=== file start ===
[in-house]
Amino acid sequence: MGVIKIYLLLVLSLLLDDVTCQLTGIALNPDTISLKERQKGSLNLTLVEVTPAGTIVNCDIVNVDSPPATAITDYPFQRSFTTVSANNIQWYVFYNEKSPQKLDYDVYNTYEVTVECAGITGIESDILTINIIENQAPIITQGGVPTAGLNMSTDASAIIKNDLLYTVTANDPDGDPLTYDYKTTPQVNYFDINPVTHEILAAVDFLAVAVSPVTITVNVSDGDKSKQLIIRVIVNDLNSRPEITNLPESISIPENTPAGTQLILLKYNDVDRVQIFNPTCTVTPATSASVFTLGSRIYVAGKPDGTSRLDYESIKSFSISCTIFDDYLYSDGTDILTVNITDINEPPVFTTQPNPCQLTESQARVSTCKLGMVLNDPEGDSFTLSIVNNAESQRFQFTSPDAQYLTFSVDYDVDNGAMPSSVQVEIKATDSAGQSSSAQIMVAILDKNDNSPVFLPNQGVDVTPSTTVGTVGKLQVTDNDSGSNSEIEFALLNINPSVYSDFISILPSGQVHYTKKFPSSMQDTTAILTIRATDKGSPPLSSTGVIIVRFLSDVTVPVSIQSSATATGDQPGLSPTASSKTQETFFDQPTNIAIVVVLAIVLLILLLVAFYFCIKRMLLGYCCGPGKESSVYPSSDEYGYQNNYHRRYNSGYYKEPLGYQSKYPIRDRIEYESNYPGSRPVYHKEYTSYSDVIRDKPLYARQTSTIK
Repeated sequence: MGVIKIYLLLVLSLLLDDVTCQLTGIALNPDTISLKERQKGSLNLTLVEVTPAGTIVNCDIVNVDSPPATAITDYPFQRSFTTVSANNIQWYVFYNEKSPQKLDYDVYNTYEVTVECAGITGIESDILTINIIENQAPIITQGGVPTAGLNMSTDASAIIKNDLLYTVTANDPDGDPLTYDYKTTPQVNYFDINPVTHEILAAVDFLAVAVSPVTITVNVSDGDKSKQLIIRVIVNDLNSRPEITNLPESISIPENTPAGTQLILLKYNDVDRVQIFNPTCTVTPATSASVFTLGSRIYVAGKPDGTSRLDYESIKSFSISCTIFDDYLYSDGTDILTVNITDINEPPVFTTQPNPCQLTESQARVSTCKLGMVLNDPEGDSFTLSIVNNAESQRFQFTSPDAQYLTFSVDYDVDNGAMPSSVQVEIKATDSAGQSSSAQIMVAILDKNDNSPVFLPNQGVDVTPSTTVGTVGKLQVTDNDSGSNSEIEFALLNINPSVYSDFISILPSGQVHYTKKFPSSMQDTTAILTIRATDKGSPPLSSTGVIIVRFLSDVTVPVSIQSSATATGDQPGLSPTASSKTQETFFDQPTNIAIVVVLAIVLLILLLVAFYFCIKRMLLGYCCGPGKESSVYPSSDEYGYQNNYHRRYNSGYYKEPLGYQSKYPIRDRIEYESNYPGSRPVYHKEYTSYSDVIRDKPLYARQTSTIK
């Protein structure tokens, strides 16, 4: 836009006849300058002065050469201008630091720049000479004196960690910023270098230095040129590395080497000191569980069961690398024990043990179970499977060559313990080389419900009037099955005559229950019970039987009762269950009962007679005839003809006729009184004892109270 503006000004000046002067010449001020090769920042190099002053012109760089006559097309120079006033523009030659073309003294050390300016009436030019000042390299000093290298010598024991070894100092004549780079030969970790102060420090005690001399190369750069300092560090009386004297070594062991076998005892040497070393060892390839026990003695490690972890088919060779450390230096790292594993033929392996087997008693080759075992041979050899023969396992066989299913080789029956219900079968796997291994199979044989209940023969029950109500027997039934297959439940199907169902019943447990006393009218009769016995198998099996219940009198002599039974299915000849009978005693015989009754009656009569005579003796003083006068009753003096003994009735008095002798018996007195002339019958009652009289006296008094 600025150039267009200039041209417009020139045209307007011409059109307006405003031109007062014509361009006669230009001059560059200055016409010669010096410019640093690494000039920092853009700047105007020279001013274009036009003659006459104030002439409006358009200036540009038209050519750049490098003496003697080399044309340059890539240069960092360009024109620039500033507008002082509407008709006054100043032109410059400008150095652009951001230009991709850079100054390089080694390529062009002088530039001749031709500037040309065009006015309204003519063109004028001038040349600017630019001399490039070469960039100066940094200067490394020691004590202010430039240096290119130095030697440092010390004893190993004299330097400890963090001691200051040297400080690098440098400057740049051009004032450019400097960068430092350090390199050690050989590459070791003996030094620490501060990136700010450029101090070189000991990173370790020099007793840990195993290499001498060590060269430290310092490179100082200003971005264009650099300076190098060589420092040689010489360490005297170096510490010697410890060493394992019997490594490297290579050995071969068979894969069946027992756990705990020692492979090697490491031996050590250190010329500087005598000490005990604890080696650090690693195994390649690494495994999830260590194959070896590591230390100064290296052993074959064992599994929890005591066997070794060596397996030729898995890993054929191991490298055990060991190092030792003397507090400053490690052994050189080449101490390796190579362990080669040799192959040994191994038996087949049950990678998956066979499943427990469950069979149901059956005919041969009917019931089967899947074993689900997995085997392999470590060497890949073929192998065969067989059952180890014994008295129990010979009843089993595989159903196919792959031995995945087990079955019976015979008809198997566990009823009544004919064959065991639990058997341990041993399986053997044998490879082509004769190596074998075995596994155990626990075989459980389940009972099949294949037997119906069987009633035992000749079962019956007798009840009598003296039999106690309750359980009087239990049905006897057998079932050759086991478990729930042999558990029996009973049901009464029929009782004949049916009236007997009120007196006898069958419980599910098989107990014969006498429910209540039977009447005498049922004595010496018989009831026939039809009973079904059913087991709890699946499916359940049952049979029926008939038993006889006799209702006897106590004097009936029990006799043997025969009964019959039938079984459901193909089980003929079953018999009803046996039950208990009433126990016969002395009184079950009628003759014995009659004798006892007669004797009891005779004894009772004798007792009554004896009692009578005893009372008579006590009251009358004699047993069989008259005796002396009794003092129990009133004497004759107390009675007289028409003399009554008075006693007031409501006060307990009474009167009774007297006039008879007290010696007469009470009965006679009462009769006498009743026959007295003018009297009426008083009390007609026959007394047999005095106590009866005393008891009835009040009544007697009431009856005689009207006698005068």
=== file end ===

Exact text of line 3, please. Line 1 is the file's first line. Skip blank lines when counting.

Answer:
Repeated sequence: MGVIKIYLLLVLSLLLDDVTCQLTGIALNPDTISLKERQKGSLNLTLVEVTPAGTIVNCDIVNVDSPPATAITDYPFQRSFTTVSANNIQWYVFYNEKSPQKLDYDVYNTYEVTVECAGITGIESDILTINIIENQAPIITQGGVPTAGLNMSTDASAIIKNDLLYTVTANDPDGDPLTYDYKTTPQVNYFDINPVTHEILAAVDFLAVAVSPVTITVNVSDGDKSKQLIIRVIVNDLNSRPEITNLPESISIPENTPAGTQLILLKYNDVDRVQIFNPTCTVTPATSASVFTLGSRIYVAGKPDGTSRLDYESIKSFSISCTIFDDYLYSDGTDILTVNITDINEPPVFTTQPNPCQLTESQARVSTCKLGMVLNDPEGDSFTLSIVNNAESQRFQFTSPDAQYLTFSVDYDVDNGAMPSSVQVEIKATDSAGQSSSAQIMVAILDKNDNSPVFLPNQGVDVTPSTTVGTVGKLQVTDNDSGSNSEIEFALLNINPSVYSDFISILPSGQVHYTKKFPSSMQDTTAILTIRATDKGSPPLSSTGVIIVRFLSDVTVPVSIQSSATATGDQPGLSPTASSKTQETFFDQPTNIAIVVVLAIVLLILLLVAFYFCIKRMLLGYCCGPGKESSVYPSSDEYGYQNNYHRRYNSGYYKEPLGYQSKYPIRDRIEYESNYPGSRPVYHKEYTSYSDVIRDKPLYARQTSTIK